Iran says resignation of Lebanese PM will create tension in region

Lebanese prime minister suggests he fears for his life, resigns
Lebanon economy, pound not in danger from Hariri exit: finance minister

06 November, 2017

Lebanon's prime minister Saad al-Hariri gestures during a press conference in parliament building at downtown Beirut, Lebanon October 9, 2017.

Hassan Nasrallah, the leader of Iran-backed Hezbollah militant group, on Sunday accused Saudi Arabia of dictating Lebanese Prime Minister Saad al-Hariri's resignation, which threatens to throw the Middle East nation into chaos.

There is "no danger to the economy or pound", Khalil said. He is yet to return to Lebanon.

"The evil that Iran spreads in the region will backfire on it", he said Saturday.

Hariri's resignation toppled a coalition government that included Hezbollah, thrusting Lebanon back into the frontline of the Saudi-Iranian regional rivalry and risking an open-ended political crisis and sectarian tensions in Lebanon.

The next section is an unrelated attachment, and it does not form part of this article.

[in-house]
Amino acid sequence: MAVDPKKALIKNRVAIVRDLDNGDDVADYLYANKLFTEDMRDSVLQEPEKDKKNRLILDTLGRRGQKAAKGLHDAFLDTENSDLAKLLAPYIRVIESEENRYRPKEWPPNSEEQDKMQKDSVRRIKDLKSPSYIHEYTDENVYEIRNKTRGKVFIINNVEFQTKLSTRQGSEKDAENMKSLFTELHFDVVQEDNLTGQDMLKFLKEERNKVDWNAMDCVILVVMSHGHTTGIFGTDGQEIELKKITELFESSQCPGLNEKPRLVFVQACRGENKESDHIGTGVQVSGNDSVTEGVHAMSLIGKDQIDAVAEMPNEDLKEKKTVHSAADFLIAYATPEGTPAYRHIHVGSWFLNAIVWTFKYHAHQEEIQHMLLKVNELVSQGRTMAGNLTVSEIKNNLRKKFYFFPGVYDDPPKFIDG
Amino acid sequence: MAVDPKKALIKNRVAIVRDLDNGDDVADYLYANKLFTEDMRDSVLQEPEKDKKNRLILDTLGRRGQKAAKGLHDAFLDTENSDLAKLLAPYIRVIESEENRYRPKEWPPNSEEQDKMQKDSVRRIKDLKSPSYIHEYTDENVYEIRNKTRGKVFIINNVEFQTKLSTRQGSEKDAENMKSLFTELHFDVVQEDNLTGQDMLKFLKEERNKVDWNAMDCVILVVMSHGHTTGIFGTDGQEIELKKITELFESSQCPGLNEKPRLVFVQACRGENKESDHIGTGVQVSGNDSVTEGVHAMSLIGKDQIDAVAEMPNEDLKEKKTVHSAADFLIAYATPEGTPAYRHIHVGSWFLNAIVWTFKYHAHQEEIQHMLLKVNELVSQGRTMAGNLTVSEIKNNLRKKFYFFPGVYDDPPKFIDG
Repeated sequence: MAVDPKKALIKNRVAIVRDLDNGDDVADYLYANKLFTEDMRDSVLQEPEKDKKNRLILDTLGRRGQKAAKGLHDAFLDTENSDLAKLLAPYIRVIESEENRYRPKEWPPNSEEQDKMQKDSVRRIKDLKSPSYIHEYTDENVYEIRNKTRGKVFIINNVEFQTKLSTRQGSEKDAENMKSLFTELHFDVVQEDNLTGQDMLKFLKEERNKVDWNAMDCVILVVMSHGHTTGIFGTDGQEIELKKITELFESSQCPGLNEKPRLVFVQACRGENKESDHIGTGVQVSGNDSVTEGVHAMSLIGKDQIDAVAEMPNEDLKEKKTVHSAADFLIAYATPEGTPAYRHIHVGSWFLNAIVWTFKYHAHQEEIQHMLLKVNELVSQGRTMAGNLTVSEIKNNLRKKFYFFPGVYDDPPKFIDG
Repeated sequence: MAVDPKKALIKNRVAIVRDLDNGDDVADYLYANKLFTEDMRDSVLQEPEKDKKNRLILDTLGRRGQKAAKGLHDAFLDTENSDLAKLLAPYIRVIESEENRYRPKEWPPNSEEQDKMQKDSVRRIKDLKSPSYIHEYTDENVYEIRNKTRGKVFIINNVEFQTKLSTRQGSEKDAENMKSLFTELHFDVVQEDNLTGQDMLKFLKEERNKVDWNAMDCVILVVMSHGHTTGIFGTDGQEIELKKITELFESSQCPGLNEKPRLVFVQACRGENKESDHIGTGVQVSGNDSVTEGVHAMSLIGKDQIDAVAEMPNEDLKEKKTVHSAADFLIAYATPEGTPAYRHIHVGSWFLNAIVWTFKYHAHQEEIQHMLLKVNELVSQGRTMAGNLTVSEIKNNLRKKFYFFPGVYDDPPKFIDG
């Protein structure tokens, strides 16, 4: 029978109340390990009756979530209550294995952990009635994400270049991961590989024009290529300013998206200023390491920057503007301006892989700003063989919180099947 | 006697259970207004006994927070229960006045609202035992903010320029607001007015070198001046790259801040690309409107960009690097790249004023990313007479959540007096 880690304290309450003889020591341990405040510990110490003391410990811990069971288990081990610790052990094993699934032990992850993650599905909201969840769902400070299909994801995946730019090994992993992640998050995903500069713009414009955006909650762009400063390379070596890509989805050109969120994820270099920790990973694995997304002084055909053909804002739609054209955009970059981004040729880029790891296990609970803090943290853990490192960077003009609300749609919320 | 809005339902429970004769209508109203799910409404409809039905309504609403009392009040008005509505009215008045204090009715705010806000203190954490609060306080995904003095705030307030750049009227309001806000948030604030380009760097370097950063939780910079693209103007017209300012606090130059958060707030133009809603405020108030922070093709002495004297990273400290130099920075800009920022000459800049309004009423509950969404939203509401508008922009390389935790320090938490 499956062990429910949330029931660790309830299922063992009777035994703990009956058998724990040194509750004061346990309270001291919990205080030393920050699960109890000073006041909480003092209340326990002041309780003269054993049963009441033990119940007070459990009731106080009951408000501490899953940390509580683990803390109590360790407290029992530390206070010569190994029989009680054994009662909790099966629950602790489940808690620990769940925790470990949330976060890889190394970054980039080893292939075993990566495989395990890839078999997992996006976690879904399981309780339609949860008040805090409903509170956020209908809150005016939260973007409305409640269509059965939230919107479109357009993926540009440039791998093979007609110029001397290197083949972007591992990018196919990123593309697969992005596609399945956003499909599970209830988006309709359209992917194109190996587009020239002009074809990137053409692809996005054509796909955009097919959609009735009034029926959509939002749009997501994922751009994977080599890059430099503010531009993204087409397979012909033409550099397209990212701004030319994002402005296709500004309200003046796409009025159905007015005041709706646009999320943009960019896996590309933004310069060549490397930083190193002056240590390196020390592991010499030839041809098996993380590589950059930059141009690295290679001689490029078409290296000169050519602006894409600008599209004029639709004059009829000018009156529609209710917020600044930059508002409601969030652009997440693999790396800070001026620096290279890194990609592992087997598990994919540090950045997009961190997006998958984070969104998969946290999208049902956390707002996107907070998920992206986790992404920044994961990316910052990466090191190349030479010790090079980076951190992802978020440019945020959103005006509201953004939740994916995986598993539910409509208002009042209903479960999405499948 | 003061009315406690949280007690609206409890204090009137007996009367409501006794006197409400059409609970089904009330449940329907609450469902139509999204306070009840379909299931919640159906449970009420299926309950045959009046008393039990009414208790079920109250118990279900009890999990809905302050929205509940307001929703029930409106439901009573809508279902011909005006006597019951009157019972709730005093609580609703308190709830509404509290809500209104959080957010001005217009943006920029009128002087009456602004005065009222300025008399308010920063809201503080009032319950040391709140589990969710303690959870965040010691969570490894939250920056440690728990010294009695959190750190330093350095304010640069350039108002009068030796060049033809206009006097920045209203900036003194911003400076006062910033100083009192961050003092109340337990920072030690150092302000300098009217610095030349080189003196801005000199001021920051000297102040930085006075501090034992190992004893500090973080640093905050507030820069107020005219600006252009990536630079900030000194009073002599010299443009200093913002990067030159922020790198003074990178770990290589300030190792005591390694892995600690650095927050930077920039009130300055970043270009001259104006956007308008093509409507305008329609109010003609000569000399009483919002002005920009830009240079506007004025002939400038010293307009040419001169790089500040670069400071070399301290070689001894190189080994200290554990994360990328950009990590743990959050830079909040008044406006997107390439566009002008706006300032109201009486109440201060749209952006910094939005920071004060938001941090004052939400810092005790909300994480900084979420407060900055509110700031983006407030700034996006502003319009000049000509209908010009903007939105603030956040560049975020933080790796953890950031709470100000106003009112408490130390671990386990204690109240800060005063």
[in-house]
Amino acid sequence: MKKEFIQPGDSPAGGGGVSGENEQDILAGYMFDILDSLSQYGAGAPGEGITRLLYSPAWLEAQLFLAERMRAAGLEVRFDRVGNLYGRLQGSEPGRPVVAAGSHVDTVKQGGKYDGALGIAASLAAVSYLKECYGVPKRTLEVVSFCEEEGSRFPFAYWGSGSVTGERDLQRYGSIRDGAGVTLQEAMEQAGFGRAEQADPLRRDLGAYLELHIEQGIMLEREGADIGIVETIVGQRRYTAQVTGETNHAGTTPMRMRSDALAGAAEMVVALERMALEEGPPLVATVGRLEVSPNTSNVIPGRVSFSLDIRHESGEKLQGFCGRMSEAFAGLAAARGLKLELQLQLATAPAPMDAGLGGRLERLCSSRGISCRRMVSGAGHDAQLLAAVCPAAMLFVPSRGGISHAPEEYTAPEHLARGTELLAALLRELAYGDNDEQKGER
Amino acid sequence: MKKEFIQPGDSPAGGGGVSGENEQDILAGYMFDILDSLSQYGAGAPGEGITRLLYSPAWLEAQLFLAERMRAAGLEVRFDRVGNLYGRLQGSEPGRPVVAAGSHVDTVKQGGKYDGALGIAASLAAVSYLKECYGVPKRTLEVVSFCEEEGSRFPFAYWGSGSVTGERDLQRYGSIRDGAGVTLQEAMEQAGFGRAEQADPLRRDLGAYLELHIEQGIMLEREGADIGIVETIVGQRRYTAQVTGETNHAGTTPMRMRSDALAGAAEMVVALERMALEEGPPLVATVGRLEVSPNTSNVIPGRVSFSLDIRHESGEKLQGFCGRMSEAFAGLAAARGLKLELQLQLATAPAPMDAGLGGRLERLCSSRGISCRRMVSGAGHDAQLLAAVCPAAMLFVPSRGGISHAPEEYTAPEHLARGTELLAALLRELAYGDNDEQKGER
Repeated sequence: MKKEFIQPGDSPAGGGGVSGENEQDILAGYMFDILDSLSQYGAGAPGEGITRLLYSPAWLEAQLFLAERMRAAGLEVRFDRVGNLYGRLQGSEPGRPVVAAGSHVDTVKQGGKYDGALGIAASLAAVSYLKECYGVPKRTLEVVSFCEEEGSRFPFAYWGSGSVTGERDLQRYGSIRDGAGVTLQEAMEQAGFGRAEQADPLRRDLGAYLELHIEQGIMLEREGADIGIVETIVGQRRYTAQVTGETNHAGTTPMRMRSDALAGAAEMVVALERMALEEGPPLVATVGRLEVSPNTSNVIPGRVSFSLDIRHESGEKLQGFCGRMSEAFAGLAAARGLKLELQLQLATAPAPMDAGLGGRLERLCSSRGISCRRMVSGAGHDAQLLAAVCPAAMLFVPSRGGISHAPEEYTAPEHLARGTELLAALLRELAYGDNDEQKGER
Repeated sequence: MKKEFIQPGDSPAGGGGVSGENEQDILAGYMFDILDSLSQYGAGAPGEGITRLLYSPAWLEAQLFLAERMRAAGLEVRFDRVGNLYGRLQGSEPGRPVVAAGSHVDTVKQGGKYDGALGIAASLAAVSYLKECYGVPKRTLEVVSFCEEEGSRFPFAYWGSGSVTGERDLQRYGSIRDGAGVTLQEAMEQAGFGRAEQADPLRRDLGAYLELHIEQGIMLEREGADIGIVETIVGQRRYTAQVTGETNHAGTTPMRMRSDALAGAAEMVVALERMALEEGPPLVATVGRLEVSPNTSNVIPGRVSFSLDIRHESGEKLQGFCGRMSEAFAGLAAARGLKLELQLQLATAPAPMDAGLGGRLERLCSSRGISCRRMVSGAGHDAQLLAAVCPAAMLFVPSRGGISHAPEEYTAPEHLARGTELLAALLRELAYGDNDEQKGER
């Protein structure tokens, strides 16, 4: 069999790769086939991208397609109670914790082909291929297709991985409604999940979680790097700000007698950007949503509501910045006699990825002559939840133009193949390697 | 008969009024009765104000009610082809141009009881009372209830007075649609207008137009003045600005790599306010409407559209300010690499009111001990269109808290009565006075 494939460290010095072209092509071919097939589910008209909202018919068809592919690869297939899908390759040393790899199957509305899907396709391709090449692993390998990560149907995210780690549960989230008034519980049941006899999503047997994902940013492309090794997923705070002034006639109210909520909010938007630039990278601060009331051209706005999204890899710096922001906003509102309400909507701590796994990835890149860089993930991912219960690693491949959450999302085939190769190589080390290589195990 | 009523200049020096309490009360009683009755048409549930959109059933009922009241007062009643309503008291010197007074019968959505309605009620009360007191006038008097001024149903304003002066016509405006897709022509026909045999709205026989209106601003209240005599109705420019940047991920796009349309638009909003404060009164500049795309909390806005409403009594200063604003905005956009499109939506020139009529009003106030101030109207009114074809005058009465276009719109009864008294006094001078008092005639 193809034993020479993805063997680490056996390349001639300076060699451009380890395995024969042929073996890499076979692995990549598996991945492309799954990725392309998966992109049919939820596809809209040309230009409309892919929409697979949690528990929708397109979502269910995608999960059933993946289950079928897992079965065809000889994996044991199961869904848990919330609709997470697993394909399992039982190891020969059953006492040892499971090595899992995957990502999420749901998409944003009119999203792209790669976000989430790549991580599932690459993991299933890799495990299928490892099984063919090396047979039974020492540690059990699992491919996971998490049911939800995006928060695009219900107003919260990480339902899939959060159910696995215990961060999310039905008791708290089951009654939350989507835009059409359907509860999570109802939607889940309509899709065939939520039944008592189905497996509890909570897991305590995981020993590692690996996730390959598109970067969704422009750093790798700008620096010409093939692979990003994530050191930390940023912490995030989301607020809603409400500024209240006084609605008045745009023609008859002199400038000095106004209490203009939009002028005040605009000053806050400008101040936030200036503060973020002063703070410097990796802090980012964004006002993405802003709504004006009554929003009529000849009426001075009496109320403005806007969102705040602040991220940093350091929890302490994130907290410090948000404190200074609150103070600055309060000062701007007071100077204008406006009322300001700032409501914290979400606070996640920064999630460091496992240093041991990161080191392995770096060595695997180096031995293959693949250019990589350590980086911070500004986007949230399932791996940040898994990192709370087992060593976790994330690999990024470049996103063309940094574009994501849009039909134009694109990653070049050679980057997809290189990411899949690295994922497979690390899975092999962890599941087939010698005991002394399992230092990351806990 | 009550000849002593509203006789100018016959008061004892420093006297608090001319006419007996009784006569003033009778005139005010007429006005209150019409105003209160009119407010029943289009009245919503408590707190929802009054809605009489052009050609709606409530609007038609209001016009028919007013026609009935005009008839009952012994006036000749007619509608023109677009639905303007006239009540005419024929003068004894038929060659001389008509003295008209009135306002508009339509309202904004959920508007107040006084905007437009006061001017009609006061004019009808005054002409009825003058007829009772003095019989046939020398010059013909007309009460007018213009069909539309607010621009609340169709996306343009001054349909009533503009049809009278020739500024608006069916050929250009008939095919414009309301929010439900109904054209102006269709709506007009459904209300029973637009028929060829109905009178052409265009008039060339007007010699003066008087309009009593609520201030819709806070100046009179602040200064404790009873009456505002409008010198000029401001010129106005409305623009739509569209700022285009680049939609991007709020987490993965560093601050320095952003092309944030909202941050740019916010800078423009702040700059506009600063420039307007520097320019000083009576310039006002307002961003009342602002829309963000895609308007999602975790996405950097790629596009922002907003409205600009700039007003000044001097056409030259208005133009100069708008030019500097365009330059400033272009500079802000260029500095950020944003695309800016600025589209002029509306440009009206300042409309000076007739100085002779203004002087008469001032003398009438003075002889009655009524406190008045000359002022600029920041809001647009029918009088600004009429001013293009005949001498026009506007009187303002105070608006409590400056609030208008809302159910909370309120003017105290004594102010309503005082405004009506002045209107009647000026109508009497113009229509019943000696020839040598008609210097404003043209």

Following Hariri's decision to step down, Prime Minister Benjamin Netanyahu said the resignation should be a "wake-up call" to the global community to the threat posed by Iran's regional ambitions, which he said endanger not only Israel but the entire Middle East.

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Speaking from the Saudi capital Riyadh, Hariri cited Iran's "grip" on the country and threats to his life. Hariri is Lebanon's most influential Sunni politician.

Hariri said the atmosphere in Lebanon is quite similar to the period leading up to the assassination of his father, Rafiq Hariri, in 2005.

But Nasrallah on Sunday called for "calm, patience and waiting until the reasons become clear" for Hariri stepping aside. Thamer al-Sabhan said in an interview with a Lebanese TV station on Saturday that there were "threats against the prime minister and the kingdom is keen for his security".

Nasrallah questioned the timing of Hariri's announcement at a time when "things are proceeding the heart of government" in Lebanon.

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